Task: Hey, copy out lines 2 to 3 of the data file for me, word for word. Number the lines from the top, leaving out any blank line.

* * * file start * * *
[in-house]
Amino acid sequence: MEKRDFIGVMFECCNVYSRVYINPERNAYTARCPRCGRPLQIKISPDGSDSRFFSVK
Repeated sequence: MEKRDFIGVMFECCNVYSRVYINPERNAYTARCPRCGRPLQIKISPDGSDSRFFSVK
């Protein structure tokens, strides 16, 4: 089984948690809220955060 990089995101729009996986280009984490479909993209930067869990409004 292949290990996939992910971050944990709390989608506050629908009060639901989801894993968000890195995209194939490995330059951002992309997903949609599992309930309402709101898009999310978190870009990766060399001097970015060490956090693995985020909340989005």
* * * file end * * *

Amino acid sequence: MEKRDFIGVMFECCNVYSRVYINPERNAYTARCPRCGRPLQIKISPDGSDSRFFSVK
Repeated sequence: MEKRDFIGVMFECCNVYSRVYINPERNAYTARCPRCGRPLQIKISPDGSDSRFFSVK